Joan Schirle, in a long dress and bright lipstick as Mary Jane, starts off with a buoyant, dazzling Broadway-style production number that would be a complete show stopper except that it’s the opening song. Schirle’s command of the stage and our attention carries through the evening, even as she becomes pretty much an m.c. for a dozen more songs by as many local composers.

The tunes include Lila Nelson’s tale of doomed love between an indoor and an outdoor plant, Jeff DeMark’s narrative around discovering a Gin & Chronic drink on a Christmas vacation in Hilo (with a Hawaiian dance backing) and Tim Randles’ bluesy “Why is Whiskey Legal and Pot is Not,” with its nods to those 30s musical roots. Other tunes are by Curtis Thompson, Eldin Green, Zuzka Sabata, two by Joani Rose, and one each by Fred Neighbor and Joyce Hough, who also anchor the show with their priceless performances.  The evening ends with a flamboyant, expertly executed Bollywood number, written by Tim Gray and starring Dell’Arte International student Pratik Motwani.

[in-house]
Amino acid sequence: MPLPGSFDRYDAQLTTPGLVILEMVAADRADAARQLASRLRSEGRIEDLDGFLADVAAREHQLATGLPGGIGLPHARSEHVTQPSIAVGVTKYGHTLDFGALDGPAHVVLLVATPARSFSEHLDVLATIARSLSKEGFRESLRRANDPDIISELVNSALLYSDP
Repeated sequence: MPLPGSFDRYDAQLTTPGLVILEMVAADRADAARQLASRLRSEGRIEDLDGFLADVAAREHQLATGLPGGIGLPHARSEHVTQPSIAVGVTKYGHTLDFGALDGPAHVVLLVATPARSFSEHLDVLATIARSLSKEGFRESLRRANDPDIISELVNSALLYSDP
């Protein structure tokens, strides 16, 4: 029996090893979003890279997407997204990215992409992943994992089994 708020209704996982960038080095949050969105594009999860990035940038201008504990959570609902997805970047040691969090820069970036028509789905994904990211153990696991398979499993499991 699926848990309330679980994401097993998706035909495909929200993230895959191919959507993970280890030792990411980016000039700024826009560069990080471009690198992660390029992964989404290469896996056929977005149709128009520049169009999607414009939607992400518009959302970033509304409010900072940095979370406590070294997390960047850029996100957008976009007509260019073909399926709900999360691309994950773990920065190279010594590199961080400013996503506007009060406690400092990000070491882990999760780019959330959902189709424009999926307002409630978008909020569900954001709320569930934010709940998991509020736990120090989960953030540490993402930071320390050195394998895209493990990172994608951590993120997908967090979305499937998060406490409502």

The humor could be light and sweet, as in the early dialogue between two Humboldt Honeys on the Plaza: Crazy Jeannie (Meredith Anne Baldwin), who believes her new Russian Concussion drink will end war, and Chanterelle (Janessa Johnsrude), a vegan who makes cream cheese from tofu and mayonnaise, because (in my candidate for the funniest line in the show, which was either an improv or late addition to the script) “Cream cheese is murder!”

 But there’s also bad vibes in “The Industry” by Scott Menzies, staged as second-generation cynicism and rebellion in heavy metal and hip hop: “I hide in your neighborhood, hide behind closed doors/ Hear the lamps buzz as mold spreads on the floors/Jacked up housing prices skewed economy/ I am The Industry, it's all about me!” There’s also angry accusation: “All who share in Humboldt County's prosperity/Share culpability.”